But that doesn’t mean it isn’t a goal to shoot for, even if achieving it is years or a lifetime in the making.

I’ve mentioned before the seven steps in achieving teshuvah (repentance) which interestingly enough, are sort of connected to the 12 steps that are fundamental to Alcoholics Anonymous. It would seem that the process of recovering from additions can be extended to the process of “recovering” from all manner of sins, at least from the Jewish perspective.

thingsA couple of days ago I commented on something written by Rabbi Tzvi Freeman or rather, one of the comments made in response to his writing:

And 12-Step groups call this “Willingness.”
Wow – I keep seeing how the 12-step recovery coincides with Judaism, it is beautiful.

Would it sound too crazy to suggest something called “Teshuvah Anonymous?”

God help me to accept the things I cannot control, understand all the things that matter, and focus on those things that matter I can control. For only there will my efforts be successful in changing my life so that I behave toward others with greater compassion, kindness, and care, and only there will I find my path to You in prayer.

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12 thoughts on “Things That Matter”

  1. And speaking of serenity, this arrived in my email inbox this morning:

    In thinking about serenity and realizing its great value, we would love to be serene all the time. But this is not possible in the world in which we live. In the totality of our lives we will experience a wide range of human emotions, not all of them the ones we would choose for ourselves if we could have total control over our feelings.

    So now we have a choice. We can acknowledge our emotional reality at any given moment and from there work our way to true serenity. Or we can deny our true feelings. We may deny our insecurities, anxieties, worries, frustrations, disappointments, etc., and think that because we want to be serene, these feelings do not exist. Let us state clearly: Only by being in touch with your feelings will you be able to truly experience serenity.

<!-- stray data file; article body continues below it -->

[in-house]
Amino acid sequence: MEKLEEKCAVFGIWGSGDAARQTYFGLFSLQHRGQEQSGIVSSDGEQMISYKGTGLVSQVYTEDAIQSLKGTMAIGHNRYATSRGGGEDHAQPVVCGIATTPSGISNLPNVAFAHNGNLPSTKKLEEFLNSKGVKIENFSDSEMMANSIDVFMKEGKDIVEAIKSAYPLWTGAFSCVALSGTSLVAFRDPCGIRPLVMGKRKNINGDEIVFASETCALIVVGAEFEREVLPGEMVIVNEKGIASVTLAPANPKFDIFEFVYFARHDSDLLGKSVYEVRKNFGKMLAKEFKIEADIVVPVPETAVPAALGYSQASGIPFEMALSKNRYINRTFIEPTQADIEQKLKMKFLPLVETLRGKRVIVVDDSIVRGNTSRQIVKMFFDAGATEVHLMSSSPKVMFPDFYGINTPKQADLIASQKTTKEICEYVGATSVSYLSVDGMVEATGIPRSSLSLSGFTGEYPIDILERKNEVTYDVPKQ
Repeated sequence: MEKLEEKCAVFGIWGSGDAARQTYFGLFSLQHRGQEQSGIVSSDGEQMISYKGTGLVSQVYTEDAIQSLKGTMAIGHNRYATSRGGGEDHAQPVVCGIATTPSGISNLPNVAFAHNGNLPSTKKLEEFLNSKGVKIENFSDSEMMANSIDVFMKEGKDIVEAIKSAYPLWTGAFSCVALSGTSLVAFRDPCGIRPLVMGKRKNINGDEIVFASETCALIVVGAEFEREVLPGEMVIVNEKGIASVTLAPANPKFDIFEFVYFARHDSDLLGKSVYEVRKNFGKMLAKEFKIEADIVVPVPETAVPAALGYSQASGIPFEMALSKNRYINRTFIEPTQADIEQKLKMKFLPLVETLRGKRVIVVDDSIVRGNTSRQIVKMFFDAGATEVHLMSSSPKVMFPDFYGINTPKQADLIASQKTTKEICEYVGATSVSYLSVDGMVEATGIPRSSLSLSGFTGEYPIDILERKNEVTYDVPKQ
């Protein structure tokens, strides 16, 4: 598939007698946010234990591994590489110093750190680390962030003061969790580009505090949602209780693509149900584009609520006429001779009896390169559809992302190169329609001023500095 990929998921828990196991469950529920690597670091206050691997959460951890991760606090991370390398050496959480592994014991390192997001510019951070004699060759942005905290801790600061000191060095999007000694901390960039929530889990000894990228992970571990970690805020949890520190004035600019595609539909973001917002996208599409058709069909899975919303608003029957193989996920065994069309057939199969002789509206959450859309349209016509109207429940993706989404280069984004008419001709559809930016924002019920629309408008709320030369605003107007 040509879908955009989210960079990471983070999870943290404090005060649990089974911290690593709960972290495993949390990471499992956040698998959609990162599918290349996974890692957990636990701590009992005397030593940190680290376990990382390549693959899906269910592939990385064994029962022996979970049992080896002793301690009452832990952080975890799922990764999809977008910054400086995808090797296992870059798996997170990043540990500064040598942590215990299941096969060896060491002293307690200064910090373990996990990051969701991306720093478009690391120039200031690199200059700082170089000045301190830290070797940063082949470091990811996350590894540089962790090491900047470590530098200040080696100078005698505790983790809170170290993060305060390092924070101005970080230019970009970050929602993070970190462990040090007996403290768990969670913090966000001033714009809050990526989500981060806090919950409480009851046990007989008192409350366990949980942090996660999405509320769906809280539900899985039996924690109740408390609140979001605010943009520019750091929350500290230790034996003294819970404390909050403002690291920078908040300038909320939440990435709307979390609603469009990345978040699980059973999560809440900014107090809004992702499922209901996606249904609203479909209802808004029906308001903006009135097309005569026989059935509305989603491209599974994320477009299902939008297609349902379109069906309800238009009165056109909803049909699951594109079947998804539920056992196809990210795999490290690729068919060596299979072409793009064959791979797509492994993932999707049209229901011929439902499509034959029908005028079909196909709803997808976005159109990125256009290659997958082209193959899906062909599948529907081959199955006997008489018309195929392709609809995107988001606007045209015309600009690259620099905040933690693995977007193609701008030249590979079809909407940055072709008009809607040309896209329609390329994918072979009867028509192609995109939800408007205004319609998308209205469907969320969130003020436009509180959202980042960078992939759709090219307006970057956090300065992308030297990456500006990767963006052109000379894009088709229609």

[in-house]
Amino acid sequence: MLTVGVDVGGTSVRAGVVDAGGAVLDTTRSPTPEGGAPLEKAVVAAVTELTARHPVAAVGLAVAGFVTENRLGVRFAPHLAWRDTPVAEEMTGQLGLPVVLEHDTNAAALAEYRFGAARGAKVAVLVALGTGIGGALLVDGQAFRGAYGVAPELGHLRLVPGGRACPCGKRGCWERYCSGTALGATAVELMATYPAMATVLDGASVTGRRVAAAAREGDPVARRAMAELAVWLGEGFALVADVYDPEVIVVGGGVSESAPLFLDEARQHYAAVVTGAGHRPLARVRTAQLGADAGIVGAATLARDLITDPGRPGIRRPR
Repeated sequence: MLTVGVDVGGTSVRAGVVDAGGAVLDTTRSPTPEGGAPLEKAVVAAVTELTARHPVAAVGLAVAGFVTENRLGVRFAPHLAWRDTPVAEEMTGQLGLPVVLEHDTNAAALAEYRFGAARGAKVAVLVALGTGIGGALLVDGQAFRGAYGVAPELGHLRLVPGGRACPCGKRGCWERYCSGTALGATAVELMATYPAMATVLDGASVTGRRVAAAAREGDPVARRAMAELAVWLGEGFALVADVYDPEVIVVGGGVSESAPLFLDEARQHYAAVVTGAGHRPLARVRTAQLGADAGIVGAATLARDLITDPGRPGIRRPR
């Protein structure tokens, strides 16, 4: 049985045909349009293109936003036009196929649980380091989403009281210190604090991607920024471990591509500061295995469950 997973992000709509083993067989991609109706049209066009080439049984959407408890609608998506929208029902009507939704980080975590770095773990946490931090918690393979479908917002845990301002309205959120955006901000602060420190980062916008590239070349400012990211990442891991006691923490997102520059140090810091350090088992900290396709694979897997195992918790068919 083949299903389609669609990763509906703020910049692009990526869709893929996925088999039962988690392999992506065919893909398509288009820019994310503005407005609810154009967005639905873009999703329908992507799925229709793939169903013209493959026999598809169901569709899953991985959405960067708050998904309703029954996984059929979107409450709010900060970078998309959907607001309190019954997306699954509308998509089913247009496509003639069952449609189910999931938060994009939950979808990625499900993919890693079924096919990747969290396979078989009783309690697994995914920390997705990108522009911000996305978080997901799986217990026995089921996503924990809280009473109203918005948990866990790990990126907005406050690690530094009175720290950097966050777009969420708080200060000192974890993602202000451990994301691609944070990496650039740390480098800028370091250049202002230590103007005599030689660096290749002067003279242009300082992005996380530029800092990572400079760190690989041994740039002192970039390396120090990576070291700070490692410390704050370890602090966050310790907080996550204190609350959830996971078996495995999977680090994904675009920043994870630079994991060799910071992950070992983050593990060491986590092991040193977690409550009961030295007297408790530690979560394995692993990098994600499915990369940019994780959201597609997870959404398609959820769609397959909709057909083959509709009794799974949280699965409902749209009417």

-Rabbi Zelig Pliskin
    Daily Lift #219: Be Real With Your Feelings
    Aish.com

  2. …we have a choice. We can acknowledge our emotional reality at any given moment and from there work our way to true serenity. Or we can deny our true feelings. We may deny our insecurities, anxieties, worries, frustrations, disappointments, etc., and think that because we want to be serene, these feelings do not exist. Let us state clearly: Only by being in touch with your feelings will you be able to truly experience serenity.

    -Rabbi Zelig Pliskin

    I say yes to that.

    I read the comments section after the beginning Heschel quotation.
    Then I went back and read the rest of the meditation. I see worth in identifying what is important that one can control, but not everything is about control. That in itself is a problem.

    I went to two or three counseling sessions with the father of my children (as well as one years ago in which I also saw how worthless it was going to be). He maintained “control” while there, staying calm and pretending he had thought counseling was a good idea (as you’re not going to get the counselor on your side by admitting you didn’t want to go and don’t see the point). Then, when we weren’t with the couselor, I got yelled at for his having to think about things he doesn’t want to think about, like lying, yelling (and the effect on me) and arguing it’s fine to have interest in other women (all women and co-ed nudity — men too), and the fact he had to PAY to feel like he felt after having to talk. He felt bad, and he had to PAY for it. Paying shouldn’t even be the point of going to counseling, but the fact of the matter was he hadn’t paid for anything — not health insurance, not a co-pay, not the full bill that was due because health insurance wasn’t involved [although it was readily available]. But he had every right to yell and complain. Over money and over the fact he shouldn’t have to think about feelings, anxieties, realities. He remained in control, making sure everyone around shuts up about anything he doesn’t want to hear. And part of what he doesn’t want to hear (but which we didn’t get to in session) is that he acts like he doesn’t have to care what is going on with anyone besides himself because he’s the one with money. He knows he’s in control.